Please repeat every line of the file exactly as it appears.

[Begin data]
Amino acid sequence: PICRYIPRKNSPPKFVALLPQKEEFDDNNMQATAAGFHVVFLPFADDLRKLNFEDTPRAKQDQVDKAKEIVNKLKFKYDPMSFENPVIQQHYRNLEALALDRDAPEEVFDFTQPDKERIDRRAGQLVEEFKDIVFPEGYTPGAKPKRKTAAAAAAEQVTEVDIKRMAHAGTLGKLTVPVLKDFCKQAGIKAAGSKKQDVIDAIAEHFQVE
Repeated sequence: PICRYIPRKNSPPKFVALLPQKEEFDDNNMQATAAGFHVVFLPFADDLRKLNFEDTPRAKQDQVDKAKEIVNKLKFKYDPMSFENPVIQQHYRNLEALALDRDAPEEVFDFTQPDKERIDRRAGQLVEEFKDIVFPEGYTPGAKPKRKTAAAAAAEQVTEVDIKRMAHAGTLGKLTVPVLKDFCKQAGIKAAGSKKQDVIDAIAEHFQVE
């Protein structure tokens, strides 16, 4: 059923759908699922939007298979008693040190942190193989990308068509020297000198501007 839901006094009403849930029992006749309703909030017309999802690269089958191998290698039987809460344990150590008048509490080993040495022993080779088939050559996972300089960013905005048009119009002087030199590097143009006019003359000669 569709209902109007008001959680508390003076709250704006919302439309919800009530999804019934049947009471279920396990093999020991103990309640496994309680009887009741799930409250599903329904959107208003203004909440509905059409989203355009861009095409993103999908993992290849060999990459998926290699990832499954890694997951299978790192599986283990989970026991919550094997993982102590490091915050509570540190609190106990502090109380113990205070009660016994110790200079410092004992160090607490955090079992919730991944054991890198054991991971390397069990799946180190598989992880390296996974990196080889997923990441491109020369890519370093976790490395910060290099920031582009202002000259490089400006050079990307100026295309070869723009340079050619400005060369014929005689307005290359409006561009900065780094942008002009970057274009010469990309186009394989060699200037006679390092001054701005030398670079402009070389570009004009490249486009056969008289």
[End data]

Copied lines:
Amino acid sequence: PICRYIPRKNSPPKFVALLPQKEEFDDNNMQATAAGFHVVFLPFADDLRKLNFEDTPRAKQDQVDKAKEIVNKLKFKYDPMSFENPVIQQHYRNLEALALDRDAPEEVFDFTQPDKERIDRRAGQLVEEFKDIVFPEGYTPGAKPKRKTAAAAAAEQVTEVDIKRMAHAGTLGKLTVPVLKDFCKQAGIKAAGSKKQDVIDAIAEHFQVE
Repeated sequence: PICRYIPRKNSPPKFVALLPQKEEFDDNNMQATAAGFHVVFLPFADDLRKLNFEDTPRAKQDQVDKAKEIVNKLKFKYDPMSFENPVIQQHYRNLEALALDRDAPEEVFDFTQPDKERIDRRAGQLVEEFKDIVFPEGYTPGAKPKRKTAAAAAAEQVTEVDIKRMAHAGTLGKLTVPVLKDFCKQAGIKAAGSKKQDVIDAIAEHFQVE
């Protein structure tokens, strides 16, 4: 059923759908699922939007298979008693040190942190193989990308068509020297000198501007 839901006094009403849930029992006749309703909030017309999802690269089958191998290698039987809460344990150590008048509490080993040495022993080779088939050559996972300089960013905005048009119009002087030199590097143009006019003359000669 569709209902109007008001959680508390003076709250704006919302439309919800009530999804019934049947009471279920396990093999020991103990309640496994309680009887009741799930409250599903329904959107208003203004909440509905059409989203355009861009095409993103999908993992290849060999990459998926290699990832499954890694997951299978790192599986283990989970026991919550094997993982102590490091915050509570540190609190106990502090109380113990205070009660016994110790200079410092004992160090607490955090079992919730991944054991890198054991991971390397069990799946180190598989992880390296996974990196080889997923990441491109020369890519370093976790490395910060290099920031582009202002000259490089400006050079990307100026295309070869723009340079050619400005060369014929005689307005290359409006561009900065780094942008002009970057274009010469990309186009394989060699200037006679390092001054701005030398670079402009070389570009004009490249486009056969008289």